Geraldo No Last Name

by Sandra Cisneros
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In the story "Geraldo No Last Name" by Sandra Cisneros, who are “they”? At the end of the story, Cisneros says “they” never saw certain aspects of Geraldo’s life.

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Geraldo is a man who dies after a hit and run accident. The last person to see him alive is a woman called Marin, who happens to dance with him at a dance on the night of his death. Marin loves to dance in her spare time and has been to many dances—in Uptown, Logan, Embassy, Palmer, Aragon, Fontana, and The Manor. When Marin meets him, he introduces himself as Geraldo and tells her that he works at a certain restaurant in town. He is Mexican, certainly a new immigrant for he does not speak any English and is rather shy:

Just another brazer who didn’t speak English. Just another wetback. You know the kind. The ones who always look ashamed.

After the accident, Marin accompanies Geraldo to the hospital and explains to the “hospital people” who the injured man is, although all she knows is his first name, nothing more. She cannot even remember the name of the restaurant he’d said he worked at. It turns out that Geraldo dies at the hands of an intern, as the hospital surgeon is not in attendance. Afterward, nobody knows whom to contact about his death, as he does not have with him anything that can be used to identify him. Marin is therefore forced to stay around to give the little information she has about the dead man:

He was just someone she danced with. Somebody she met that night. That’s right. That’s the story, that’s what she said again and again. Once to the hospital people and twice to the police.

The word “they” is used by Cisneros towards the end of the story to refer to the hospital staff, the police and the uncaring others—all those people who are not moved by the difficulties experienced by illegal immigrants in America:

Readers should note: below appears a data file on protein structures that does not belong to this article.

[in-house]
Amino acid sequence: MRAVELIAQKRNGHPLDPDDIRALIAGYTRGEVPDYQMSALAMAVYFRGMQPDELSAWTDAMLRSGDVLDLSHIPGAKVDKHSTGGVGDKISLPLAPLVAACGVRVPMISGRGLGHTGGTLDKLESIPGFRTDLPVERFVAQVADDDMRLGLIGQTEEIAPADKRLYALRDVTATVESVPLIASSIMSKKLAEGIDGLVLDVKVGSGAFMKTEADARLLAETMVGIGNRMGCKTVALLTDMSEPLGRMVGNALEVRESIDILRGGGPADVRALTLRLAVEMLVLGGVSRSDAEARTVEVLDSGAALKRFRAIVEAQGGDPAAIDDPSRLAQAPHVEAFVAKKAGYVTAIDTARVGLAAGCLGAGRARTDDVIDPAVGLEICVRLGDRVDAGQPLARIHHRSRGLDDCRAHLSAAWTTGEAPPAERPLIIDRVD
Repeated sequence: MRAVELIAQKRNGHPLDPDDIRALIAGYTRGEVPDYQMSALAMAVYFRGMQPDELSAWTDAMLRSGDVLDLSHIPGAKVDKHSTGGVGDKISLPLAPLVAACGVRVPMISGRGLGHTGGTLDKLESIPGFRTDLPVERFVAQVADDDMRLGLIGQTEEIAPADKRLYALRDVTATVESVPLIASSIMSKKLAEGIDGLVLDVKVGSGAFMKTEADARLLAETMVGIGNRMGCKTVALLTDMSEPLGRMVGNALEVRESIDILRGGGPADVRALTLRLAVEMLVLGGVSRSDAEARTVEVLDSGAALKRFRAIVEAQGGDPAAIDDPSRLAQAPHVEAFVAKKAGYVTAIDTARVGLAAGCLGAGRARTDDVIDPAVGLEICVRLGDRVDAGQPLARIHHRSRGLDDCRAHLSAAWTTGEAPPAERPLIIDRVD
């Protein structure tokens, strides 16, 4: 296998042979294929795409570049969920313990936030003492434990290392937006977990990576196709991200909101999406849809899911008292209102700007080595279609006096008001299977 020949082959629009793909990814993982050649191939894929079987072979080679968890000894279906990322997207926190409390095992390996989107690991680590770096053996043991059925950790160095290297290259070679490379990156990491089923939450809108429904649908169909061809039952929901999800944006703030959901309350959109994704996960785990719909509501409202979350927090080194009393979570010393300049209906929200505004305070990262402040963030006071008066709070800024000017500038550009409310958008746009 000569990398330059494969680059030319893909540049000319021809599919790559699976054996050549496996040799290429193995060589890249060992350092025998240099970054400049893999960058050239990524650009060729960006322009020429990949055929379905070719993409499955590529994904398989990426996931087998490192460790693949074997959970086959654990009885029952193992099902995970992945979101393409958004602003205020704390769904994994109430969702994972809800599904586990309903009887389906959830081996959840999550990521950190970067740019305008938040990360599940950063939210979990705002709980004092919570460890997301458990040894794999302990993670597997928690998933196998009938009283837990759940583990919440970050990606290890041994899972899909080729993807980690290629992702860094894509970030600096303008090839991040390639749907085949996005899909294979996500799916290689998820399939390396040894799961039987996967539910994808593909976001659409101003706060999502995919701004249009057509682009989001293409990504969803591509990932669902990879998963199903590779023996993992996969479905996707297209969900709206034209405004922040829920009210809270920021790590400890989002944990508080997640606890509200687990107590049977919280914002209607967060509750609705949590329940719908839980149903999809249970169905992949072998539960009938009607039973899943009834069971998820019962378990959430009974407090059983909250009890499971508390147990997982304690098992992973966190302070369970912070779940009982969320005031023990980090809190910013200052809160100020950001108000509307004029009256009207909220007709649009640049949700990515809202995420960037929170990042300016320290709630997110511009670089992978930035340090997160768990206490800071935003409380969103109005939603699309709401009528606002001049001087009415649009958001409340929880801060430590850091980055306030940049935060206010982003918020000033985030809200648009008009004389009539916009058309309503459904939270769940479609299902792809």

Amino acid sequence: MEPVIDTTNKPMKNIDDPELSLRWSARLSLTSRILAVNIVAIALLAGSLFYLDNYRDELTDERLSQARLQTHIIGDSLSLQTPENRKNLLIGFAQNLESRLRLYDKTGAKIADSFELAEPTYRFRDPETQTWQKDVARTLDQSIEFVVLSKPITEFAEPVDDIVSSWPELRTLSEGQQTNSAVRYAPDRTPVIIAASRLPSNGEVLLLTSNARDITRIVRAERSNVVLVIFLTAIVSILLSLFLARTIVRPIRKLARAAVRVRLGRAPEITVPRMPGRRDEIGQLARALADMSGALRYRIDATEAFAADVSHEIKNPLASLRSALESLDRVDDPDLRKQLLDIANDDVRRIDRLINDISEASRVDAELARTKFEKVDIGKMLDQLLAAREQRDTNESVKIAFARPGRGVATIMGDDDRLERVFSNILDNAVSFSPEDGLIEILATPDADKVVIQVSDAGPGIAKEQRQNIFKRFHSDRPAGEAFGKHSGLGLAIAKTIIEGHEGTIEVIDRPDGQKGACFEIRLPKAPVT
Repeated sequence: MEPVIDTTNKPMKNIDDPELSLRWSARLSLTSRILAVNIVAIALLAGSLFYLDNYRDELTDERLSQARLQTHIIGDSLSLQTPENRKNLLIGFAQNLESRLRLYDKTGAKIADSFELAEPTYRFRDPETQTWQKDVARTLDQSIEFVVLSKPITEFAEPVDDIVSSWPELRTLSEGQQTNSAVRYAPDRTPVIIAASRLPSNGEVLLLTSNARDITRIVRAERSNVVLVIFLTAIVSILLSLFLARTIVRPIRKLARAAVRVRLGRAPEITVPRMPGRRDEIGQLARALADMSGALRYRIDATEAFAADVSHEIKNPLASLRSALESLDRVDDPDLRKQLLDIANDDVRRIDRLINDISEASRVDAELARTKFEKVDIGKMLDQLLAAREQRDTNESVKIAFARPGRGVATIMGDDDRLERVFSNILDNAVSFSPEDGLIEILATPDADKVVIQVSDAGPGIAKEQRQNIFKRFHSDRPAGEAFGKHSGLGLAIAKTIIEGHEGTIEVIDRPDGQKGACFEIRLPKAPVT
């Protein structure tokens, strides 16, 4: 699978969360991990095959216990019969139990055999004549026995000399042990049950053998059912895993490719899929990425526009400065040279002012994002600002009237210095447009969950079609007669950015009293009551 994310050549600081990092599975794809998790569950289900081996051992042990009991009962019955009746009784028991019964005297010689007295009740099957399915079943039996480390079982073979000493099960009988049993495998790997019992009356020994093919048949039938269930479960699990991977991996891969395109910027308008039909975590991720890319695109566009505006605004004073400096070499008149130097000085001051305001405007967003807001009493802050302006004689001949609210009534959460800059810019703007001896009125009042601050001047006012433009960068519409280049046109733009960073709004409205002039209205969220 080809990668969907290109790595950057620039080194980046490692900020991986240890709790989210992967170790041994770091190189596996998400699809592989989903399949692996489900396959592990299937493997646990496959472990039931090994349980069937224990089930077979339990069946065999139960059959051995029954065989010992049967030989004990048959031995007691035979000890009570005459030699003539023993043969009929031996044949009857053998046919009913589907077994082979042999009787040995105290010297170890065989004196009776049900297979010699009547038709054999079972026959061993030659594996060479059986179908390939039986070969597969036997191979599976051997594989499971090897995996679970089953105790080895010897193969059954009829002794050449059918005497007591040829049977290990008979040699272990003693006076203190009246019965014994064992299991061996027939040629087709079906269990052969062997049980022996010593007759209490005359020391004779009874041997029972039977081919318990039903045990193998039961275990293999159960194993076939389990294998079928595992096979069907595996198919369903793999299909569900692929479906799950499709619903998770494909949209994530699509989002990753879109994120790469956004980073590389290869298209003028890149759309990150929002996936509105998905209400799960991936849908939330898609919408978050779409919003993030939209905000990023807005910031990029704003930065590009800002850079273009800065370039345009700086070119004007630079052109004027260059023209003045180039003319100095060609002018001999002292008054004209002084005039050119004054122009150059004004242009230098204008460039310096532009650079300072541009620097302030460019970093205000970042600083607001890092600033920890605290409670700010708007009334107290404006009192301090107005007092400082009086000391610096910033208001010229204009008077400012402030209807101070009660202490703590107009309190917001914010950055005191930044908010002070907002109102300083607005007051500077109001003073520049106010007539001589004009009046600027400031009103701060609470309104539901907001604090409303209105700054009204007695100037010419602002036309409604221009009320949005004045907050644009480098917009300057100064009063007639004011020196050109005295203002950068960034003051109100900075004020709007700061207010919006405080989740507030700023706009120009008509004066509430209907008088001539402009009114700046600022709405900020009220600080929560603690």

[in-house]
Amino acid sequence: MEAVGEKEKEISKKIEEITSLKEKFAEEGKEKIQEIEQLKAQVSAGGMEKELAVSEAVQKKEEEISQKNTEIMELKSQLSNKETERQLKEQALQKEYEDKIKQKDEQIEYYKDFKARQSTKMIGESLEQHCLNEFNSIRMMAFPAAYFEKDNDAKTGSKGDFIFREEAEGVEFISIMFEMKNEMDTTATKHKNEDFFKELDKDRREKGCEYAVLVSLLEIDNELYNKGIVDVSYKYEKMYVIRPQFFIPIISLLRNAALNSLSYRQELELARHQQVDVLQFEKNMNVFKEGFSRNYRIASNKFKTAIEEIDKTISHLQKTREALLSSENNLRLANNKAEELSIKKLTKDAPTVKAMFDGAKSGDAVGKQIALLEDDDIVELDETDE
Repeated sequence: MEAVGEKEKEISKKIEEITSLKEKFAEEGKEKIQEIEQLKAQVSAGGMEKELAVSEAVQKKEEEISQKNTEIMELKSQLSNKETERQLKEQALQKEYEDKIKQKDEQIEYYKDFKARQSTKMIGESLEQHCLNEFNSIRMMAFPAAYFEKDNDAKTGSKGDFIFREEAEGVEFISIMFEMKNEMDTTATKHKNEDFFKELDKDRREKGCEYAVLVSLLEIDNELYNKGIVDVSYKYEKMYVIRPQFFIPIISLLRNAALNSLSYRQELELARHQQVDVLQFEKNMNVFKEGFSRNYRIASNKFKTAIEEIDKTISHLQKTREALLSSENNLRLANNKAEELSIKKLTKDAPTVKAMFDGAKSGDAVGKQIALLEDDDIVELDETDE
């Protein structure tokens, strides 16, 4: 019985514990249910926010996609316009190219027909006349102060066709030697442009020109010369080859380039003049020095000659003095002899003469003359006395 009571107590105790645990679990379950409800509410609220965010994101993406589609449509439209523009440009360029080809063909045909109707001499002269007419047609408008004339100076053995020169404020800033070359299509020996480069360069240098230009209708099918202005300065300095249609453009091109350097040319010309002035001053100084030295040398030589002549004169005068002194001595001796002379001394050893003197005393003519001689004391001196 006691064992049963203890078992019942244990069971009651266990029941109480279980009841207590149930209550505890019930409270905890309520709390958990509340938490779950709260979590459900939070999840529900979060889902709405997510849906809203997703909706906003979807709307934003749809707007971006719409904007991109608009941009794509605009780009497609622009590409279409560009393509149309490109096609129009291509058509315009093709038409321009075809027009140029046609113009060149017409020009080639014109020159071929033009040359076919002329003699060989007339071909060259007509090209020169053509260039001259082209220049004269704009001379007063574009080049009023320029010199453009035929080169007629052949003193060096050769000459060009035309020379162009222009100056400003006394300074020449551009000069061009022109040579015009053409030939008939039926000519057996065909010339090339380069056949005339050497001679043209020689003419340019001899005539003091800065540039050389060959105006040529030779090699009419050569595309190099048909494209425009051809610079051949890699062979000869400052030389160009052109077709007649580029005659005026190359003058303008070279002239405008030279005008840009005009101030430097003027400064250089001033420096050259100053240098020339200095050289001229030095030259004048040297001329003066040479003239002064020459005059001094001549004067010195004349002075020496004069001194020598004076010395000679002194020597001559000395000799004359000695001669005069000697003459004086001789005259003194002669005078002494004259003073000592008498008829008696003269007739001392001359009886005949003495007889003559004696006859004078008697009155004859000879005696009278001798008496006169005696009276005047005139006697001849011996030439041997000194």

They never saw the kitchenettes. They never knew about the two-room flats and sleeping rooms he rented, the weekly money orders sent home, the currency exchange.

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In this fragment from Sandra Cisneros, it is clear that "they" refers to the unfeeling world, consisting of the police and the hospital and American society at large, who remain completely unaware of the grim realities of life for illegal economic migrants like Geraldo. One of the themes of this moving and poignant vignette is the bleak existence of economic migrants who, out of fear, are unable to form real connections with others. Note what Cisneros says in this paragraph:

They never saw the kitchenettes. They never knew about the two-room flats and sleeping rooms he rented, the weekly money orders sent home, the currency exchange. How could they?

Living "undergound" as an economic migrant means that your life is, of necessity, hidden and what you suffer is never revealed. This spares the authorities and Marin from feeling grief or responsibility. As the text says, "Ain't it a shame." To "them," Geraldo's life does not matter, as he was just another "brazer who didn't speak English." Thus the human tragedy of economic migration is explained away.

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